Jim Martin, right, with 60 Plus Association national spokesman Pat Boone, center.

NEW YORK – An internal management struggle in a conservative senior-citizen advocacy organization that competes with the left-leaning AARP has been exposed by a lawsuit filed by the group’s founder.

James L. Martin, a Marine veteran with a decades-long career as a Washington-based conservative activist with close ties to former President George W. Bush, is asking the Circuit Court for the City of Alexandria, Virginia, to declare that he remains the board chairman of the non-profit 60 Plus Association.

The complaint also petitions the court to issue a temporary injunction barring the organization’s president, Amy Noone Frederick, and any other employee or officer from issuing any payments without the prior written authorization of the organization’s treasurer, L. Prather McKinnon.

McKinnon, a member of the board of trustees under Martin’s leadership, is also a plaintiff to the lawsuit.

Jim Martin, in a telephone interview with WND on Tuesday, affirmed that in his view, he remains the chairman of the organization and a member of the 60 Plus board of directors.

For nearly 25 years, 60 Plus has established itself as a conservative alternative to the American Association of Retired Persons, better known as the AARP, with more than 7 million subscribers. Its national spokesman is legendary entertainer Pat Boone.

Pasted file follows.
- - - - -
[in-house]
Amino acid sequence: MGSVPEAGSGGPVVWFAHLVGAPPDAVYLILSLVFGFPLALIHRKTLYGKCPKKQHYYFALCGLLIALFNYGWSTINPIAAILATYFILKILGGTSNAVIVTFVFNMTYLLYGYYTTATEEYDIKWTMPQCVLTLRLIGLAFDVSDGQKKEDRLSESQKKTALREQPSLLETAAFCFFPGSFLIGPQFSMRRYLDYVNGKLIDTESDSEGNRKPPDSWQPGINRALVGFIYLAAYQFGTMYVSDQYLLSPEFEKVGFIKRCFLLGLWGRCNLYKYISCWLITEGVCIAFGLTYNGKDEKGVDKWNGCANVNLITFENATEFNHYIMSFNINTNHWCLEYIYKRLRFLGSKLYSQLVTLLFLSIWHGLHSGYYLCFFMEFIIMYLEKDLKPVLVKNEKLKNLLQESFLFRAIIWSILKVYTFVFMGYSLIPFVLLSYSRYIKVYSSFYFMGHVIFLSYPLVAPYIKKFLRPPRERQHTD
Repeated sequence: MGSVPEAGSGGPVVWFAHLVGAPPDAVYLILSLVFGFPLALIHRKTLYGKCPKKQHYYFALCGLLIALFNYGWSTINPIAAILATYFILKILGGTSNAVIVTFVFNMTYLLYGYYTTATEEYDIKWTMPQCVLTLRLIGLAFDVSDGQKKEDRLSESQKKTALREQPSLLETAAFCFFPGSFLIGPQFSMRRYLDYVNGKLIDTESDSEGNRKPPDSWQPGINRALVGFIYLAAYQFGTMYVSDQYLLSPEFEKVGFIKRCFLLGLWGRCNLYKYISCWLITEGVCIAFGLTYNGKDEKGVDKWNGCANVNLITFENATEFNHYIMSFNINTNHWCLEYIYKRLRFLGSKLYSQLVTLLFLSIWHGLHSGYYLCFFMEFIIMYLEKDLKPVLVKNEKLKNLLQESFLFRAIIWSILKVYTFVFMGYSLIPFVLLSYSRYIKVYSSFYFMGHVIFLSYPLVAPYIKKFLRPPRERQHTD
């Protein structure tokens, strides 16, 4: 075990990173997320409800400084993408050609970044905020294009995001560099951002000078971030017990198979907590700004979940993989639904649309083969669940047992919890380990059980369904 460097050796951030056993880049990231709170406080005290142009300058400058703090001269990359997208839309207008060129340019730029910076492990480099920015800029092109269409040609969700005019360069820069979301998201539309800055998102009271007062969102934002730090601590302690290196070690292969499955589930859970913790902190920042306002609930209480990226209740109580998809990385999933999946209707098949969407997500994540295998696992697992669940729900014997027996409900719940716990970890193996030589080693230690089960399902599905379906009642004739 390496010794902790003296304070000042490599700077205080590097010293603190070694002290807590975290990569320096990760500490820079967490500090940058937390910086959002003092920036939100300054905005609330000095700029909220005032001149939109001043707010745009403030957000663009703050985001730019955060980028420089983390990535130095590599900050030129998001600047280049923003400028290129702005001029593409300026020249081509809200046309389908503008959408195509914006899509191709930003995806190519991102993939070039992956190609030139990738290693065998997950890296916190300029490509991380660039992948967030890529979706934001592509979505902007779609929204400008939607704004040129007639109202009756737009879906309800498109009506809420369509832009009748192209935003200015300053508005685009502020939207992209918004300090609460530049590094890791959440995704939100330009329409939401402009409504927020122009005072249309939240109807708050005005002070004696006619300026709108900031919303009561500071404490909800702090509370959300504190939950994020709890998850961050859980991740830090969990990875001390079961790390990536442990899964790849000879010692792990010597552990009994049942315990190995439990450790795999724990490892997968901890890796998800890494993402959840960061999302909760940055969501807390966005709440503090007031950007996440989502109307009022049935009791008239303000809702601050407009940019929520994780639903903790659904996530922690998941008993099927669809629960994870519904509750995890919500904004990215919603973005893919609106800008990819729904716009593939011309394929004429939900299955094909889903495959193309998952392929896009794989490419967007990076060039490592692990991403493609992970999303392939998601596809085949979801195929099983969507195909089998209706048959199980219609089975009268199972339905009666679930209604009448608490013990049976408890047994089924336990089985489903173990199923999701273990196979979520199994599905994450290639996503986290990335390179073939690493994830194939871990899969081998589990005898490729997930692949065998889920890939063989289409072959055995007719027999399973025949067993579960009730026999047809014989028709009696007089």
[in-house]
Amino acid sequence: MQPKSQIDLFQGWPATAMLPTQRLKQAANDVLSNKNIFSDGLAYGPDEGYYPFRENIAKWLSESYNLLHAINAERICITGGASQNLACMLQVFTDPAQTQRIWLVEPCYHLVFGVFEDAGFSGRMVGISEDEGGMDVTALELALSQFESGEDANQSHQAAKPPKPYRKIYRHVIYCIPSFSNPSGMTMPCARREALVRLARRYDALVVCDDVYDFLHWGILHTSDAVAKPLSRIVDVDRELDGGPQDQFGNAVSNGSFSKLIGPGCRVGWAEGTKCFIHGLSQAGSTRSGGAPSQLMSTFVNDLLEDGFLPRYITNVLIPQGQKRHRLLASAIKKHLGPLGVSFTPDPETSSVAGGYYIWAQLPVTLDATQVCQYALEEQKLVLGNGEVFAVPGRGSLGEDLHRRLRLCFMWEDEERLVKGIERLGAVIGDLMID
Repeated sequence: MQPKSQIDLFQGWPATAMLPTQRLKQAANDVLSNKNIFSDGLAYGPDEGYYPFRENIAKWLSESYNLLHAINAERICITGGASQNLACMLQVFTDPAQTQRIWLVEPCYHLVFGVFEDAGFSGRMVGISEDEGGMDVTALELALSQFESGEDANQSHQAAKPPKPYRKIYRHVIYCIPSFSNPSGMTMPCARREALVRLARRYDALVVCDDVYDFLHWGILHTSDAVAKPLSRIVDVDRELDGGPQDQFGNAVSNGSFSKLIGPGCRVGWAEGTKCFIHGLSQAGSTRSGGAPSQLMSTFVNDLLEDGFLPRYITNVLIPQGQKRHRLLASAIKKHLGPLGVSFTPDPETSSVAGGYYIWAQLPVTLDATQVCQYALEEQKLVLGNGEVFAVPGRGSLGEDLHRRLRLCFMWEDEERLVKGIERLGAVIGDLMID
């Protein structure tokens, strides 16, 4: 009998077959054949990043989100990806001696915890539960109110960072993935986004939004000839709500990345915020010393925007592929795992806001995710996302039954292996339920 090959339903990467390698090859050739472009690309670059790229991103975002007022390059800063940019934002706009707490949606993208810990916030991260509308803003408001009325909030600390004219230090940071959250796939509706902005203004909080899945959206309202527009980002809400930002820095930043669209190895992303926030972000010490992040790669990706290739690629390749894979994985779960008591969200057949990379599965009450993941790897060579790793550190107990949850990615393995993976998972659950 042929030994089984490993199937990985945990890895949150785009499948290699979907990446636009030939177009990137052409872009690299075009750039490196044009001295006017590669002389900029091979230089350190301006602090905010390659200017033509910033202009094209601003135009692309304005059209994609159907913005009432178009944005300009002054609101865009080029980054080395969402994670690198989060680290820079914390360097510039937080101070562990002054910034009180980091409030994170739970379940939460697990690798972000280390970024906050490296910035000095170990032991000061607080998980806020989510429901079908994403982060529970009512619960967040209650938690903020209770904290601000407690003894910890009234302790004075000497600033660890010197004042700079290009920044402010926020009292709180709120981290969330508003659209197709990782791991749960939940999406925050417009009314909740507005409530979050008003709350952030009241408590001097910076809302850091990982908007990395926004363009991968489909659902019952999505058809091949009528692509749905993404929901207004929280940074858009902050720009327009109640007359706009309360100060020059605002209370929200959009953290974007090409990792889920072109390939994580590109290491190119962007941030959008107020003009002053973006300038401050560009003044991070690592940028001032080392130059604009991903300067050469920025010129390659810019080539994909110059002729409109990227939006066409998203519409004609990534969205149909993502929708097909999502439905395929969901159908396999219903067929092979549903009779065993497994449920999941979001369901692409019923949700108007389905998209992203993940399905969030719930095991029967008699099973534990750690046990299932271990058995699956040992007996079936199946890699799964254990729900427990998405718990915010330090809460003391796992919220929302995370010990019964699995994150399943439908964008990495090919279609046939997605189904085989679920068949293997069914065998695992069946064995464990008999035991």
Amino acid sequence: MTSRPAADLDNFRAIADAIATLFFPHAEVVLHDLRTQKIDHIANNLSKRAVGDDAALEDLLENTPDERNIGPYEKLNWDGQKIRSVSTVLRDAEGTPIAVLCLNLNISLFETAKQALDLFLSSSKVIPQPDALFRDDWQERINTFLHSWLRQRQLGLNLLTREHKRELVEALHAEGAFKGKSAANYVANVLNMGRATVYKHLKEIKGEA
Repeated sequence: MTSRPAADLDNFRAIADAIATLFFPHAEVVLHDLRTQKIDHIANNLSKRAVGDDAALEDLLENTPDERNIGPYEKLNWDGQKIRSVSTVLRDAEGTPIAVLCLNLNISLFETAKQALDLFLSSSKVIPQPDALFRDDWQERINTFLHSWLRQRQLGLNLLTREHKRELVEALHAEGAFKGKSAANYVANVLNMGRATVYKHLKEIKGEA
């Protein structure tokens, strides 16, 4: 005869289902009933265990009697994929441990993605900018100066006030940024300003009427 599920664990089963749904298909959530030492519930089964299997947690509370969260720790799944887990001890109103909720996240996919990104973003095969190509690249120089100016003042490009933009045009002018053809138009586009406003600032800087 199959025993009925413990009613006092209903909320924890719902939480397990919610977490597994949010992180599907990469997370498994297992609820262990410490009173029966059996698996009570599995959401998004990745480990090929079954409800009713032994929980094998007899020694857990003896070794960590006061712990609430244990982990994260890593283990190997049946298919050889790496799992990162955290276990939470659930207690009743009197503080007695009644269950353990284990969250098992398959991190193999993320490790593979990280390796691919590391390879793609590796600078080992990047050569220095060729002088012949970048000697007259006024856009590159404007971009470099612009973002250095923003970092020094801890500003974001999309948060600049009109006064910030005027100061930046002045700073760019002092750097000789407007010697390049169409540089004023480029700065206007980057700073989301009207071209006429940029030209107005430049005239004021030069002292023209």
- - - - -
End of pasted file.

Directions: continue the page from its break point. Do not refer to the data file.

Martin is represented by well known Washington lawyer Victoria Toensing, who is a partner with her husband, former U.S. attorney Joseph diGenova, in the law firm diGenova & Toensing.

‘A new calling’

Martin contends his announced resignation as chairman was never effective. He argues his Feb. 22, 2015, memorandum to the board contained a condition that “the timing of the transition announcement” depended on the search committee finding a successor.

On April 23, 2015, 60 Plus issued a press release announcing that Martin “is closing out his career at 60 Plus” to “shift his focus away from the political arena” and to pursue “a new calling.” The April press release was not posted on the organization’s website.

On June 30, 2015, Martin emailed Frederick and the other board members, saying that “[b]y now I expected that a new Chairman … would have been … approved … but that has not happened. … I cannot in good conscience resign until the board has approved a successor so I am not resigning at this time.”

Nevertheless, on July 1, 2015, a notice similar to the April press release was posted on the 60 Plus website announcing Martin was stepping down that day.

“Today as Jim Martin steps down,” the statement said, “we honor all he has achieved, and all he has given of himself for our nation and future generations. He will continue to serve seniors and work to improve their quality of life in his non-political role as the head of the 60 Plus Foundation.”